There’s nothing worse than talking with friends about something you’re passionate about and realizing that you’ve been using a word wrong your whole life. This is particularly common with decoration aficionados and beginners, because of the enormous history and variety of the vocabulary related to interior design. Well, never again! This pocket-sized glossary will make you sound like an expert in no time.
Armoire: A tall cupboard or wardrobe.
Apothecary chest: A low, wide chest with many small drawers on its sides. Originally used to store medicines and other items that apothecaries deemed necessary. Commonly used today as an accent piece in a rustic-styled room.
California king: A large bed size of 74”x86”. Popular in the United States, particularly the West Coast. Differs from the regular king size in that California king is rectangular (where the additional length is), while the former is square in shape.
Coverlet: A cover for the bed that reaches the bottom of the box spring or base of the bed on all three sides (right, left, and bottom).
Ottoman: A stool or hassock design to support the feet of someone sitting in a chair. Many types of ottomans can double as storage space, and their size varies.
Wrap group: A set of bedroom furniture, usually destined for children’s bedrooms, that is designed to wrap around the room and leave the central space free. Good for places with limited space.
Vanity: Name of the countertop and its accompanying cabinets that support a bathroom sink. There are, however, many bathroom styles that completely forgo the vanity.
Backsplash: The panel behind a sink, stove, or counter that helps protect the wall from getting dirty.
Bistro table: A tall, round table designed for small spaces that are intended to bring intimacy to dinner. Commonly known in bistros, pubs, and other eateries with little space.
Island: A built-in piece of furniture that adds extra storage and surface space to a kitchen, placed in the middle of the room so that it can be accessed from all sides.
Peninsula: Similar to the island, but peninsulas are affixed to a wall and the storage space can only be accessed from three sides.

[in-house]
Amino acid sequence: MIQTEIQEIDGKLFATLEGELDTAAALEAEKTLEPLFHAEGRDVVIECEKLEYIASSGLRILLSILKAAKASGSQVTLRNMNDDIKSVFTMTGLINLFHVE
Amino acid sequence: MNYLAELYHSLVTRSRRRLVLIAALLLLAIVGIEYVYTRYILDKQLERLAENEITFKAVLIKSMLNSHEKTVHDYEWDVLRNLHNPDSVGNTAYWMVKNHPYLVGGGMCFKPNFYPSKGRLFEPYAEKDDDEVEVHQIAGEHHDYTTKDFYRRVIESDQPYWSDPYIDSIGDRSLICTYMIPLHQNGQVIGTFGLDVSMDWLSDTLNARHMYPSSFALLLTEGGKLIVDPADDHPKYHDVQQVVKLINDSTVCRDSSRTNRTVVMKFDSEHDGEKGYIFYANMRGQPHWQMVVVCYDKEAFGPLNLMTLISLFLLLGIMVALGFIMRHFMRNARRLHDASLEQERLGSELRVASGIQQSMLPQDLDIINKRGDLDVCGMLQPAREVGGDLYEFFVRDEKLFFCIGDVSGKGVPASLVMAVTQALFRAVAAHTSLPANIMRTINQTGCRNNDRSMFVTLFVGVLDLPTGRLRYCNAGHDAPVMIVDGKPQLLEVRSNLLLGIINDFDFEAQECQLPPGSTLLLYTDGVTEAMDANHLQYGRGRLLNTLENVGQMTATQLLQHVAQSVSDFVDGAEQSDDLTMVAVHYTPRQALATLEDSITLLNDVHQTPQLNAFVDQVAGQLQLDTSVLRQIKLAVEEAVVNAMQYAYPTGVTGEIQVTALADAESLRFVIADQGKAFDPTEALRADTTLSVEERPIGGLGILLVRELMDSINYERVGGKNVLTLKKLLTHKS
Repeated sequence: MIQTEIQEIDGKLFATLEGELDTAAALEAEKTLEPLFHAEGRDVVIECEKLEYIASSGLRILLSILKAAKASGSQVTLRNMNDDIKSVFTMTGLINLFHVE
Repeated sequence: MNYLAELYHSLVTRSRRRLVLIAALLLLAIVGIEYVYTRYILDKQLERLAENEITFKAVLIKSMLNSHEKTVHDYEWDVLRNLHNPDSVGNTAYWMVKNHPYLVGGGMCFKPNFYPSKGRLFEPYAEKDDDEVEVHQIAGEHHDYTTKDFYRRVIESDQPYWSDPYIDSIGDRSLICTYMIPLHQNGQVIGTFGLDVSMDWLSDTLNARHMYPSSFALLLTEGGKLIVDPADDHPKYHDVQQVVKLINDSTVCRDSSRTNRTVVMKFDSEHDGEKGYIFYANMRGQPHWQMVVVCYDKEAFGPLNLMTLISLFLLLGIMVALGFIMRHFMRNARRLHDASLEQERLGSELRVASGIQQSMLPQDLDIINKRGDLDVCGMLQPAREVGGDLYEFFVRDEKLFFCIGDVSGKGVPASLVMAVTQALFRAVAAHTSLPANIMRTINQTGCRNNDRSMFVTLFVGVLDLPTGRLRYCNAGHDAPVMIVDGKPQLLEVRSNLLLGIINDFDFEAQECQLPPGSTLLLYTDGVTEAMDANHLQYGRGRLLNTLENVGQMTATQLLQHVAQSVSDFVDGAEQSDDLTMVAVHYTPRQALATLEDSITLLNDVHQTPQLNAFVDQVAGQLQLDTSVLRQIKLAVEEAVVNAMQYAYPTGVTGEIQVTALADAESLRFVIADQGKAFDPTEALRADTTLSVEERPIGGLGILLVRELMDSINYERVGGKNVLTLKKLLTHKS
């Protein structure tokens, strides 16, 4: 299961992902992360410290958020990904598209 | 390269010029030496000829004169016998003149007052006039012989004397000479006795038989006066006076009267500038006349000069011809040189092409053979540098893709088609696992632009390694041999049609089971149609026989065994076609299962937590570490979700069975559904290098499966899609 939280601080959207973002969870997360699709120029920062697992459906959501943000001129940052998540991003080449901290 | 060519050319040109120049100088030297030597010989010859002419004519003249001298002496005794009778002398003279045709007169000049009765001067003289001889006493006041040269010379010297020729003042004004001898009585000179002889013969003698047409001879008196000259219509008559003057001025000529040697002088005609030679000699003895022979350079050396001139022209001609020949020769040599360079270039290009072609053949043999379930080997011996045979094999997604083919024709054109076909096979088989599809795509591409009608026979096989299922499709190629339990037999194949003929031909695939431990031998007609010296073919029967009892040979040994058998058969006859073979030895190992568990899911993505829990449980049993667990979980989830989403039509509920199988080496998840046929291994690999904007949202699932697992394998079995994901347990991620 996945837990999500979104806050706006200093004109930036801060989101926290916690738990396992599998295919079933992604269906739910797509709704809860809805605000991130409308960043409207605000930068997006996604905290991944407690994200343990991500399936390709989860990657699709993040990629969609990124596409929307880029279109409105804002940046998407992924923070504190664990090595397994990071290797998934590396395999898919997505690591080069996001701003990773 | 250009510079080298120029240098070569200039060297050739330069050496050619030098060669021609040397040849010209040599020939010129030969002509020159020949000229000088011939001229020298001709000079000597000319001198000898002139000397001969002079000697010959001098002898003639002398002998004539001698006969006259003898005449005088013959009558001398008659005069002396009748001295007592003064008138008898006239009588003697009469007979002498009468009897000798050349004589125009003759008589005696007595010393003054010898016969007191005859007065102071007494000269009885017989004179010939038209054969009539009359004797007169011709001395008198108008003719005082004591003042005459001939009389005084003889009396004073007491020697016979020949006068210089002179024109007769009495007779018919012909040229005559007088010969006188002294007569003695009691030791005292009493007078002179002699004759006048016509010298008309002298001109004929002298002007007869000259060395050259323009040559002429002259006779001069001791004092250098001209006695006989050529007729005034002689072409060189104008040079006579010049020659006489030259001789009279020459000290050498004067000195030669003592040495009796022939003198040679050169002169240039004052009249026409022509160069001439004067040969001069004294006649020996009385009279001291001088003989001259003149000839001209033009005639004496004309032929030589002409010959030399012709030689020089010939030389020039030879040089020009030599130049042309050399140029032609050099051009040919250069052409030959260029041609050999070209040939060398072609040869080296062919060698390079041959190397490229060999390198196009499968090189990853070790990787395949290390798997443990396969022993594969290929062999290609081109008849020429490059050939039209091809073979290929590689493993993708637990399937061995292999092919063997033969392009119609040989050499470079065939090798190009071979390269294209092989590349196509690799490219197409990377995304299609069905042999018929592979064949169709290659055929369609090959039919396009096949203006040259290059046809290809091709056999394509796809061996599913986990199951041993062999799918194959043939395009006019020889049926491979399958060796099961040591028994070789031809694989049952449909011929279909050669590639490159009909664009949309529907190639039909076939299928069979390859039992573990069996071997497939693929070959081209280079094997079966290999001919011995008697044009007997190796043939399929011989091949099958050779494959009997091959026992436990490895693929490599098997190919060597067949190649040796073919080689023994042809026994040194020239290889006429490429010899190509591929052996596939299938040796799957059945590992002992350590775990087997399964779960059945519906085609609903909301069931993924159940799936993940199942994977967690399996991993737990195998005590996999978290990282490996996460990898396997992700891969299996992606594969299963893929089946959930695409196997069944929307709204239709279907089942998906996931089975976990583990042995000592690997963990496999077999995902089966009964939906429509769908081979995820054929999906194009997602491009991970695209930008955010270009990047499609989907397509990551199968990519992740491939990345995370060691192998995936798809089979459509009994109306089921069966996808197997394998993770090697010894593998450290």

Chaise or chaise lounge: A low reclining couch that usually seats one and is long enough to support the legs.
Credenza: A wide, low cupboard that is used both for storage in its drawers or cabinets and to display objects on its flat top.
Foyer: A small area immediately next to the main door that serves as an entrance or lobby to a building. Commonly next to the living room in regular houses.
Wainscoting: Applying wood molding or paneling to the middle-to-lower part of a wall.
Americana: A style that favors decorative items that represent American history, culture, and motifs.
Chinoiserie: An artistic decoration that reflects Chinese motifs or brings a similar feeling to it.
Contemporary: Often used erroneously as a synonym for “modern”, contemporary is the style that is inherent to the present time. Styles that are considered contemporary may be known by a different name in the future.
Early American: A still-popular style of furniture design emulating that of the late 1600s to early 1700s American decoration. Characterized by sober, straight lines and little to no decoration. The Colonial-style takes several elements from Early American.
Eclectic: A working combination, usually in a single space, of several styles, aesthetics, periods, textures, colors, and other design concepts.
Timeless: Not a style per se, but it is said of a decoration effort that, due to a variety of reasons, will not age as quickly as another, more easily dated design.
Accent lighting: A light source that is controlled and focused on a specific area or object in a room to bring attention to it.
Accent colors: The use of colors that creates a contrast with the elements around it to enhance a room’s overall color scheme.
Ambient lighting: General lighting for a room that is diffused or softened from a few sources.
Bench-made: A piece of furniture that has been made by a single artisan from start to finish. Tend to be more expensive and rare than regular furniture.
Butt joint: The junction of two pieces of wood that forms the end of a sill or a piece of furniture.
Feng shui: In non-spiritual terms, feng shui is utilized in the West to describe the “mindfulness” of a place, particularly with the arrangement of furniture and other elements in a room and how well they “flow.” The presence or absence of certain elements can lead to “bad feng shui.”
Hygge: (Pronounced HEW-ga or HOO-ga) A Danish and Norwegian term used to describe a mood or essence that permeates a house or space and is closely related to coziness, comfortability, being “lived in”, conviviality, and general contentment.
Patina: Name given to an object (or the surface of an object) that became aesthetically pleasing thanks to the passage of time.
Veneer: In woodworking, the thin slices of wood that are applied to core panels to create a decorative inlay pattern.
We left out some of interior design’s basic terms because we wanted to focus on those that are usually confused with others or just plain used erroneously all the time. We hope that our little glossary will help you out of a pinch, communicate more effectively with your interior designer, or at least win a discussion at your next meeting with friends!